The unwieldy menu of mandates known as H.R. 1 is not the electoral reform legislation that Congress should enact. Among other problems, the bill represents an intrusive and unnecessary federal overreach into state management of elections.
The other bill Congress is considering, named for civil rights icon John Lewis, is the better way, because it hews to the federal government’s essential role in protecting the franchise from racial discrimination. Yes, Congress has the constitutional power to make all the rules for congressional elections, but that’s never been done, and now is not the time to start. Instead, Congress should define the floor below which no state can go, to satisfy the basic standard of giving all citizens a sufficient opportunity to vote.
The Senate even should contemplate modifying the filibuster for the purpose of passing a law that protects voting rights — it’s that important — although it would be far preferable to pick up 10 Republicans for landmark voting legislation.
But Democrats should not move forward with the measure, known as S. 1 in the Senate, as is. Republicans have legitimate objections to multiple parts of this gargantuan bill, and those concerns can be addressed without sacrificing the need to protect ballot access.
Here’s an illustration: The bill would require states to adopt both in-person early voting and “no excuse” vote-by-mail. But both approaches are not necessary to assure that voters have an adequate opportunity to cast a ballot. Either would suffice.
Two weeks of in-person early voting, including Saturdays and Sundays, would virtually guarantee the right to participate, with traditional excuse-based absentee ballots available for those who can’t vote in person.
There are sound policy reasons why a state might be skittish about “no excuse” vote-by-mail. For one thing, the rate of spoiled ballots is higher with vote-by-mail than with in-person voting. The federal government should not force the practice upon states.
Conversely, a state might prefer the convenience of vote-by-mail. That, too, should be a state’s prerogative, without being required to have the belt-and-suspenders duplication.
The congressional touchstone should be that all voters must have adequate access to the ballot. Congress, however, should not micromanage how states provide that access.
Here are some other objectionable elements. The measure would mandate “same day registration,” requiring states to let voters cast a ballot the same day that they register to vote. While states should be able to adopt this policy, it’s not unreasonable — and it should not be unlawful — for states to require voters to register in advance, as currently occurs in most states.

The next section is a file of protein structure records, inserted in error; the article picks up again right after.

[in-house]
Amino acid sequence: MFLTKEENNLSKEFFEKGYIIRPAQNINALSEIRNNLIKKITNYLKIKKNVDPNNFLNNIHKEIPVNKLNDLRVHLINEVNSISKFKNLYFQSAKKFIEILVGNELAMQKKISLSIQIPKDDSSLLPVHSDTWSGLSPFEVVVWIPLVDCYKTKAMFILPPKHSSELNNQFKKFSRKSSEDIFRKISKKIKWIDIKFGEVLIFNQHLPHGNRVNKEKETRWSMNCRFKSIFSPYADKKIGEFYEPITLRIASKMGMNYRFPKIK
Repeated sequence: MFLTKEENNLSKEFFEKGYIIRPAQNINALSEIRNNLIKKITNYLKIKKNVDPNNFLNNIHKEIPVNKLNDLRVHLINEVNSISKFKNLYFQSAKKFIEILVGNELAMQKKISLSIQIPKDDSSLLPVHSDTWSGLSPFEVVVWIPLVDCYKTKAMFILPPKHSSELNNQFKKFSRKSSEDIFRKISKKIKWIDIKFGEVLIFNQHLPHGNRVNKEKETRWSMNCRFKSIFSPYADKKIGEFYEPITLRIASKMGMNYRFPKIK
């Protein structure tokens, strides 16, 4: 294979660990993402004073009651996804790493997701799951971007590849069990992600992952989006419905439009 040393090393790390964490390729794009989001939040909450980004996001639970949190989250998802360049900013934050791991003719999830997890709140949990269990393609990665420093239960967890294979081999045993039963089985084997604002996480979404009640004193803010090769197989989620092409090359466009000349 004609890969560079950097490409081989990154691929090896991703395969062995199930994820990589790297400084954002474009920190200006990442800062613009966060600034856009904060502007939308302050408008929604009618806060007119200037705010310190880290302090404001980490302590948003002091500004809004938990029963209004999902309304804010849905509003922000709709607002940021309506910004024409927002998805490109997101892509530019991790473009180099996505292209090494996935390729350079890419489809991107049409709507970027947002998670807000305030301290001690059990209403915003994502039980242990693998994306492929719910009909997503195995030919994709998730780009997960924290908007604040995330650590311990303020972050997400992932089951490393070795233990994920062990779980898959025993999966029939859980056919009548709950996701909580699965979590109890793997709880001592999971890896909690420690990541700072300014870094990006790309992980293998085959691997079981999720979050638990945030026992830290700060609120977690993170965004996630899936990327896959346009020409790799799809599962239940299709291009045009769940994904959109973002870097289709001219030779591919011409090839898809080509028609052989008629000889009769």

The bill would also require that states permit “ballot harvesting,” or, to use a more neutral term, organized “ballot collection.” This a perilous practice that recent history shows is susceptible to improprieties, including a 2018 North Carolina congressional election where a Republican operative abused the collection of absentee ballots.
It would also prevent states from requiring any form of voter identification. It’s one thing for Congress to stop states from imposing unduly burdensome ID rules — like a notarization requirement for absentee ballots. But it’s excessive for Congress to deny states the power to employ reasonable ID rules that do not operate as barriers to participation.
These objections all come before even considering the bill’s campaign finance provisions, and that’s part of the problem. The bill tackles too many different topics and should be broken into separate measures. The priority should be ensuring passage of what’s absolutely essential for securing federal elections that enable voters to choose the officeholders who get to exercise power.
By that standard, the anti-gerrymandering provisions deserve special attention, as sensibly noted by Sen. Angus King (I-Maine) at a hearing last week. The bill contains detailed prescriptions for creating independent redistricting commissions to draw the legislative boundaries required after each decennial census. While these details are negotiable, it’s imperative to stop the distortion of districts that enables politicians to choose their voters rather the voters choosing their representatives.
Democrats should identify 10 Republicans to develop a compromise that achieves valid voting-rights goals without depriving states of appropriate latitude. One potential group includes the five retiring Republicans — Roy Blunt (Mo.), Richard Burr (N.C.), Rob Portman (Ohio), Richard C. Shelby (Ala.) and Patrick J. Toomey (Pa.) — plus Susan Collins (Maine), Charles E. Grassley (Iowa), Lisa Murkowski (Alaska), Mitt Romney (Utah) and Ben Sasse (Neb.).
If that proves fruitless, then move on to moderate Senate Democrats, including Joe Manchin III (W.Va.) and Kyrsten Sinema (Ariz.), about possibilities for filibuster reform.
This moment calls for a new voting rights law that brings together Democrats and those Republicans who believe the will of the voters should decide elections.
Right now, however, Democrats are in danger of missing the moment, by going too big and too far.